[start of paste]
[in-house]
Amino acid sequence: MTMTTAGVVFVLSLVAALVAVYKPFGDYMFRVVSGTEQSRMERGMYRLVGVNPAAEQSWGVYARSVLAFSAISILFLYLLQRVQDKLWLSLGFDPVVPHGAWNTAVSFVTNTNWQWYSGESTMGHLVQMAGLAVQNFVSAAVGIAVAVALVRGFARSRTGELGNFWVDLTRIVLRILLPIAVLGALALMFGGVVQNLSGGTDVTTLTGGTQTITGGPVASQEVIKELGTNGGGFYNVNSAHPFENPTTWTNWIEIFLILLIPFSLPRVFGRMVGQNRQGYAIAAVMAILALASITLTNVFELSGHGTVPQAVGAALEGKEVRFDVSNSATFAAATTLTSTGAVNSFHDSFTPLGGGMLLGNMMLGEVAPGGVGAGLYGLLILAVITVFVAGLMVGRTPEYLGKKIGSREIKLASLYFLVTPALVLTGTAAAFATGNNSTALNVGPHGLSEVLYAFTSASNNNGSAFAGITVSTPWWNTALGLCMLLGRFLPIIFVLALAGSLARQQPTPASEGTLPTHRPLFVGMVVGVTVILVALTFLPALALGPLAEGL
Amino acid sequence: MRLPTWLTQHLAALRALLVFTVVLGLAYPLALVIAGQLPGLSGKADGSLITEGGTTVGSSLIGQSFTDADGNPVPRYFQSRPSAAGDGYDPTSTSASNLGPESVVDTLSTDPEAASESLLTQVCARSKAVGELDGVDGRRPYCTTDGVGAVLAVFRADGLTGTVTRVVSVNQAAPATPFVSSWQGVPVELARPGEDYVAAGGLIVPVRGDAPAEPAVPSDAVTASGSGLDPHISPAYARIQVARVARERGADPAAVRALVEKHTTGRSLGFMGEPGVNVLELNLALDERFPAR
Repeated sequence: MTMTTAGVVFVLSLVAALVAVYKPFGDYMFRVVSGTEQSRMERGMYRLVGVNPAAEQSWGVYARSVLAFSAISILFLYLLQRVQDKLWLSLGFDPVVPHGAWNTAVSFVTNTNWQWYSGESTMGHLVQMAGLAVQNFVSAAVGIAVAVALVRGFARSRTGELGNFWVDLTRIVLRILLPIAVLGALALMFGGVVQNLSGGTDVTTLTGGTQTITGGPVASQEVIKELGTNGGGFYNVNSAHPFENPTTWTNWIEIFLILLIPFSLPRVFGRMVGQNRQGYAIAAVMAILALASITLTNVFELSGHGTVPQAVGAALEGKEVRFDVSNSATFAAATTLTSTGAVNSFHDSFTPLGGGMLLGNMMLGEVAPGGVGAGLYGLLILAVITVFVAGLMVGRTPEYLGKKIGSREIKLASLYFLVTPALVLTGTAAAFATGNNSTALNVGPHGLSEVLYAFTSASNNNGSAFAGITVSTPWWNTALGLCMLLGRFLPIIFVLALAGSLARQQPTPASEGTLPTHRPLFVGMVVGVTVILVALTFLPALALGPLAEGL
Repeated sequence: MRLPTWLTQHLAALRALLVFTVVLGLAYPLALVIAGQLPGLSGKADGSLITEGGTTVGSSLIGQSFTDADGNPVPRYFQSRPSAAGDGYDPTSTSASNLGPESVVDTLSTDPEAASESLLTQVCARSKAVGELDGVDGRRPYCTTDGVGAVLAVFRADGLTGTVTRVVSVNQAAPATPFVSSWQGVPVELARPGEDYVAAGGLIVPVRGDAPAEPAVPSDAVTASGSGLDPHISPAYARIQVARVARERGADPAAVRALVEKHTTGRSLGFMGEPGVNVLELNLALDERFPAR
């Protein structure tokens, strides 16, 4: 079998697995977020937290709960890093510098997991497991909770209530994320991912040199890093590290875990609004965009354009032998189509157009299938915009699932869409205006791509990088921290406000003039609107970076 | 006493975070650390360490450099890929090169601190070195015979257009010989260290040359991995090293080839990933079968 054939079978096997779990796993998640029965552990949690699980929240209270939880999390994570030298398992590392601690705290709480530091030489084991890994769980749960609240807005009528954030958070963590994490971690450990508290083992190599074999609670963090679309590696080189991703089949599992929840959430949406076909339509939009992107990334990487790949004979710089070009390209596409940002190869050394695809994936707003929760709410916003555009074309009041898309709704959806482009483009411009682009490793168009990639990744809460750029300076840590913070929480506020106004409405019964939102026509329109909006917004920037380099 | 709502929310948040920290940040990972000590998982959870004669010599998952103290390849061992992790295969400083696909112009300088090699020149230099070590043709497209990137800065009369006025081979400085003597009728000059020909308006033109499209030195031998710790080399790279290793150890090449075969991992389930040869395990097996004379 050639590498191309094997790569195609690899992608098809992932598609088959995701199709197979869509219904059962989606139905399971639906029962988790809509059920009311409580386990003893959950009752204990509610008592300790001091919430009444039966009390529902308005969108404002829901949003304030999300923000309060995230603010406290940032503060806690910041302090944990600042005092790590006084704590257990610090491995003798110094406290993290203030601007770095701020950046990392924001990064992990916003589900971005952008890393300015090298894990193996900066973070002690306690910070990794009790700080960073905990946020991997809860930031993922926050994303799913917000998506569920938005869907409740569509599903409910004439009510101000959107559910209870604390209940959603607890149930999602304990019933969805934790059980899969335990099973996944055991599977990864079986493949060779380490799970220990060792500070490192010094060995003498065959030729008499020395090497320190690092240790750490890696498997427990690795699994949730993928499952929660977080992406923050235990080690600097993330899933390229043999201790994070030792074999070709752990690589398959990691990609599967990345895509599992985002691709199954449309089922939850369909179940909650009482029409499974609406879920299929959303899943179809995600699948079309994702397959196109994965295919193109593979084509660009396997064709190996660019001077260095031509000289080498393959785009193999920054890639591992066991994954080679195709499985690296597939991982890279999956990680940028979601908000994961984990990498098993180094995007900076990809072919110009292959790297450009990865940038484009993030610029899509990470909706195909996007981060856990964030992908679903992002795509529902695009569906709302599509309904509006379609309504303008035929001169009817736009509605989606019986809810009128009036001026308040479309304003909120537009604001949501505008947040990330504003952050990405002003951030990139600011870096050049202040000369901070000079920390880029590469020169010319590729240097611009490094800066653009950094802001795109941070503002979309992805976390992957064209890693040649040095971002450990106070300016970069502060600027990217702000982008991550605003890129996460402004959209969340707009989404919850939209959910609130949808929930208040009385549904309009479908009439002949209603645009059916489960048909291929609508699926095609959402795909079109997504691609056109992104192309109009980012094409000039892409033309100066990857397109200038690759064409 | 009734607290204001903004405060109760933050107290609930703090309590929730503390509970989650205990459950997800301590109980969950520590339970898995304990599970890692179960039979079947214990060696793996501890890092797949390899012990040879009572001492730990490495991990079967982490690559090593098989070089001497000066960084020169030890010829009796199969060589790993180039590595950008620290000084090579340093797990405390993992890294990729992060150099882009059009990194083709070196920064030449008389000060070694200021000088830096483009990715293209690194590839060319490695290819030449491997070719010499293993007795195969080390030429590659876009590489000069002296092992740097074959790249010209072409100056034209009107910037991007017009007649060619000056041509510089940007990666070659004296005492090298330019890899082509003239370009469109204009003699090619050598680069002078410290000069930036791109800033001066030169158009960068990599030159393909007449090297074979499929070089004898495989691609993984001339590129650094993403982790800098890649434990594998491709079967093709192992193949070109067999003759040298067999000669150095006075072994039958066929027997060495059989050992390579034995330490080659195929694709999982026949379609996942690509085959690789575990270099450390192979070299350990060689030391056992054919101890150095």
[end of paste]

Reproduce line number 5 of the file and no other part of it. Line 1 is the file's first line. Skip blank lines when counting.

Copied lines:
Repeated sequence: MRLPTWLTQHLAALRALLVFTVVLGLAYPLALVIAGQLPGLSGKADGSLITEGGTTVGSSLIGQSFTDADGNPVPRYFQSRPSAAGDGYDPTSTSASNLGPESVVDTLSTDPEAASESLLTQVCARSKAVGELDGVDGRRPYCTTDGVGAVLAVFRADGLTGTVTRVVSVNQAAPATPFVSSWQGVPVELARPGEDYVAAGGLIVPVRGDAPAEPAVPSDAVTASGSGLDPHISPAYARIQVARVARERGADPAAVRALVEKHTTGRSLGFMGEPGVNVLELNLALDERFPAR